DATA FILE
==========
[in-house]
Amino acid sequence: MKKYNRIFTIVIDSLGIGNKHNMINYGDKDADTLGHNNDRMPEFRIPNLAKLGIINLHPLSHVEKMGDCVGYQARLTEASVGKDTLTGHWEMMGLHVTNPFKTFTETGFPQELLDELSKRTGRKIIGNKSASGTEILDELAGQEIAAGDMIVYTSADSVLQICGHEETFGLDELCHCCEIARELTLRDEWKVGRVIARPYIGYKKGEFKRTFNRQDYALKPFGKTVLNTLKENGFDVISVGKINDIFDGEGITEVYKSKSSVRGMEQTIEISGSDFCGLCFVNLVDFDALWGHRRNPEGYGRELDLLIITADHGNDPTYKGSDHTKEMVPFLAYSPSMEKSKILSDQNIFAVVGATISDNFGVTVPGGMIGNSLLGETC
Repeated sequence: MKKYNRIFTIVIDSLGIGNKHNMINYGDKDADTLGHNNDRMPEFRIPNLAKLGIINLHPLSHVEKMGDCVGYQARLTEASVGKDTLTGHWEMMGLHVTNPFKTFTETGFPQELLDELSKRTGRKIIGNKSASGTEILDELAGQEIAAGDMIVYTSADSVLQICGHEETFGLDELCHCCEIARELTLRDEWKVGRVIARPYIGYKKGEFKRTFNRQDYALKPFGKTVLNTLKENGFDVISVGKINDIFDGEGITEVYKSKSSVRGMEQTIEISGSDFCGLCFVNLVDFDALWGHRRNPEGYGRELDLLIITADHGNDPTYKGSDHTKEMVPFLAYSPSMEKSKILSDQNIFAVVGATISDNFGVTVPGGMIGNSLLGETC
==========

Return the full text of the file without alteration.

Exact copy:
[in-house]
Amino acid sequence: MKKYNRIFTIVIDSLGIGNKHNMINYGDKDADTLGHNNDRMPEFRIPNLAKLGIINLHPLSHVEKMGDCVGYQARLTEASVGKDTLTGHWEMMGLHVTNPFKTFTETGFPQELLDELSKRTGRKIIGNKSASGTEILDELAGQEIAAGDMIVYTSADSVLQICGHEETFGLDELCHCCEIARELTLRDEWKVGRVIARPYIGYKKGEFKRTFNRQDYALKPFGKTVLNTLKENGFDVISVGKINDIFDGEGITEVYKSKSSVRGMEQTIEISGSDFCGLCFVNLVDFDALWGHRRNPEGYGRELDLLIITADHGNDPTYKGSDHTKEMVPFLAYSPSMEKSKILSDQNIFAVVGATISDNFGVTVPGGMIGNSLLGETC
Repeated sequence: MKKYNRIFTIVIDSLGIGNKHNMINYGDKDADTLGHNNDRMPEFRIPNLAKLGIINLHPLSHVEKMGDCVGYQARLTEASVGKDTLTGHWEMMGLHVTNPFKTFTETGFPQELLDELSKRTGRKIIGNKSASGTEILDELAGQEIAAGDMIVYTSADSVLQICGHEETFGLDELCHCCEIARELTLRDEWKVGRVIARPYIGYKKGEFKRTFNRQDYALKPFGKTVLNTLKENGFDVISVGKINDIFDGEGITEVYKSKSSVRGMEQTIEISGSDFCGLCFVNLVDFDALWGHRRNPEGYGRELDLLIITADHGNDPTYKGSDHTKEMVPFLAYSPSMEKSKILSDQNIFAVVGATISDNFGVTVPGGMIGNSLLGETC